If you are leaving the country permanently, you are not a tax-paying resident from the day you move out of the country.

What is a Dual Tax Agreement?

If you are a citizen of one country and earning in another country, yet both of these countries do not have any tax agreements, then you might end up paying taxes in both countries! With the ease of earning income from multiple sources whether locally or internationally, it’s imperative that you understand any tax agreements that you can benefit from in order to minimise your taxes.

Australia’s Dual Tax Agreements

Australia has made dual tax agreements with many countries that include the US, UK, Indonesia, Germany, Malaysia, Russia, Singapore, Vietnam, Hungry, and France.

For example, the dual tax agreement between Australia and the US states that the US will tax Australian residents who are earning an income from the US at the rate of five percent and that Australia will tax them based on normal tax brackets, but five percent less.

As a rule of thumb, there are different clauses on dual tax agreements depending on the country, your earning status, and your period of stay in Australia.

However, it is definitely much easier to get the help of an accountant to identify the best taxation advise for you and to ensure you minimise your taxes. Drop by for a chat with Femia Accountants to ensure you are not double taxed and only paying what is necessary.

Tax on Foreign Income For Australians

An Australian resident is taxed on worldwide income making it an obligation for them to declare any foreign income when filing their taxes. Foreign income includes pensions and annuities, employment income, investment income, income from business operations, and capital gains from overseas assets. Irrespective of the fact that the income may have been taxed in the source country, it’s potentially subject to double taxation in Australia as well. The Australian government has signed tax treaties with more than 40 countries in order to overcome this. This also includes all major trade and investment partners.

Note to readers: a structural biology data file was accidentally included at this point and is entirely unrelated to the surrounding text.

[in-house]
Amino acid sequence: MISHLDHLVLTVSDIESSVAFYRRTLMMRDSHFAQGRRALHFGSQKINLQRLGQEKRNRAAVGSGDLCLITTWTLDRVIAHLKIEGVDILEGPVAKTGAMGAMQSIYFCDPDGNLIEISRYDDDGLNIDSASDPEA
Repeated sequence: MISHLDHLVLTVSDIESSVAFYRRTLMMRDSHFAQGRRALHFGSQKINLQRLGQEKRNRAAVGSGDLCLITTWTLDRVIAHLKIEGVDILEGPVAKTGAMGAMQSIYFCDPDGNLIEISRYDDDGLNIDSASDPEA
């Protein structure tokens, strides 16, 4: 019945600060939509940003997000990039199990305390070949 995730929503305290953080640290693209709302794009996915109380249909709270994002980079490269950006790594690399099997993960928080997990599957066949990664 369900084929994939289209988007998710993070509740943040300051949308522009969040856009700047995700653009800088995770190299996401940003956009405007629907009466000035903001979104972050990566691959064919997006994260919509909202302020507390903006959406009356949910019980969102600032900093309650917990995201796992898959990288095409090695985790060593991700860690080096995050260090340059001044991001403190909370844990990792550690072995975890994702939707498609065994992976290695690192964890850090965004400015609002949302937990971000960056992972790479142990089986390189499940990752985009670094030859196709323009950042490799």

Double Tax Agreements

Double tax agreements are negotiated to decide which country or territory has the first or sole right to tax specific types of income. This only happens if both countries or territories tax their residents on worldwide income.

Claiming Deductions

An Australian is entitled to claim deductions for some expenses that are directly related to their earning income. To claim these deduction, one must have spent the money herself and weren’t reimbursed already for it, and the deduction must be related to the individuals’ job. This means there must be a record to prove it – though there are some limited exceptions.

The above is in the case of work related deductions. But if the expense happens to be both for work and private purposes, then one can only claim a deduction for the work related portion.

Employment Income

Employment income is money received from working. Employment income must be included on the tax return. Incomes received from pensions as super income stream, annuities or government payments must be declared. For super income stream, one needs to declare the taxed element and the untaxed element. Most annuities have both the taxable and the tax free component. Some government payments such as disability-support pension, child disability allowance, carer adjustment payment and the veterans’ affairs disability pensions and allowances are all exempted from tax but should be declared on the tax return.

As you can see, there a lot of things to consider with regards to foreign income tax for an Australian. To ensure that your tax is suitably prepared, contact Femia Accountants today as we are experts in foreign income tax for fellow Australians.

Contact our office today on 9316 4500 or book a time to meet with us.